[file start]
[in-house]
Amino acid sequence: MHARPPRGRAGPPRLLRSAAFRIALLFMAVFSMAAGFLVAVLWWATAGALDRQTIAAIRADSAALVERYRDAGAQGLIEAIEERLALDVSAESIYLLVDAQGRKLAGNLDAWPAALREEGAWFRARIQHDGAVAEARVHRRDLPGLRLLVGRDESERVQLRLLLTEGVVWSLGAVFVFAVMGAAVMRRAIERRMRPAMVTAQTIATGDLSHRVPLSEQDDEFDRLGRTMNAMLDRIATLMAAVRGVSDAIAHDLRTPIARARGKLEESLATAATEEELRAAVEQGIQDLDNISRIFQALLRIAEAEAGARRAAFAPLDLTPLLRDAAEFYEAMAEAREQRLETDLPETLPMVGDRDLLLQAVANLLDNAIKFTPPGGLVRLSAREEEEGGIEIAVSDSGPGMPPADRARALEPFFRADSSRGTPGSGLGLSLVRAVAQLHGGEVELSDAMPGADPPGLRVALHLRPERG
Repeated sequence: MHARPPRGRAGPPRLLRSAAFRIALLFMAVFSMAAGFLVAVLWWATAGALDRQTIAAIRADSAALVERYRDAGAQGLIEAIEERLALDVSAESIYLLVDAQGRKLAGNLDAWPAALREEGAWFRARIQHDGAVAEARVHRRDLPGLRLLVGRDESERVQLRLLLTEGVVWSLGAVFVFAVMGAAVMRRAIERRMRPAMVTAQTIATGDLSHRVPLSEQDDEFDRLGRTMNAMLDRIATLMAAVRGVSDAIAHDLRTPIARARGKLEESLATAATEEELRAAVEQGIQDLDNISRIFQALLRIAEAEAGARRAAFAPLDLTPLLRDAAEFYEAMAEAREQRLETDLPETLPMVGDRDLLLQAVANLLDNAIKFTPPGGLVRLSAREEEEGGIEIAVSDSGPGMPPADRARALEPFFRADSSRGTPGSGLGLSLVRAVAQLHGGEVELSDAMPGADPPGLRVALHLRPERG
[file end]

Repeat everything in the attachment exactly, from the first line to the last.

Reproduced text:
[in-house]
Amino acid sequence: MHARPPRGRAGPPRLLRSAAFRIALLFMAVFSMAAGFLVAVLWWATAGALDRQTIAAIRADSAALVERYRDAGAQGLIEAIEERLALDVSAESIYLLVDAQGRKLAGNLDAWPAALREEGAWFRARIQHDGAVAEARVHRRDLPGLRLLVGRDESERVQLRLLLTEGVVWSLGAVFVFAVMGAAVMRRAIERRMRPAMVTAQTIATGDLSHRVPLSEQDDEFDRLGRTMNAMLDRIATLMAAVRGVSDAIAHDLRTPIARARGKLEESLATAATEEELRAAVEQGIQDLDNISRIFQALLRIAEAEAGARRAAFAPLDLTPLLRDAAEFYEAMAEAREQRLETDLPETLPMVGDRDLLLQAVANLLDNAIKFTPPGGLVRLSAREEEEGGIEIAVSDSGPGMPPADRARALEPFFRADSSRGTPGSGLGLSLVRAVAQLHGGEVELSDAMPGADPPGLRVALHLRPERG
Repeated sequence: MHARPPRGRAGPPRLLRSAAFRIALLFMAVFSMAAGFLVAVLWWATAGALDRQTIAAIRADSAALVERYRDAGAQGLIEAIEERLALDVSAESIYLLVDAQGRKLAGNLDAWPAALREEGAWFRARIQHDGAVAEARVHRRDLPGLRLLVGRDESERVQLRLLLTEGVVWSLGAVFVFAVMGAAVMRRAIERRMRPAMVTAQTIATGDLSHRVPLSEQDDEFDRLGRTMNAMLDRIATLMAAVRGVSDAIAHDLRTPIARARGKLEESLATAATEEELRAAVEQGIQDLDNISRIFQALLRIAEAEAGARRAAFAPLDLTPLLRDAAEFYEAMAEAREQRLETDLPETLPMVGDRDLLLQAVANLLDNAIKFTPPGGLVRLSAREEEEGGIEIAVSDSGPGMPPADRARALEPFFRADSSRGTPGSGLGLSLVRAVAQLHGGEVELSDAMPGADPPGLRVALHLRPERG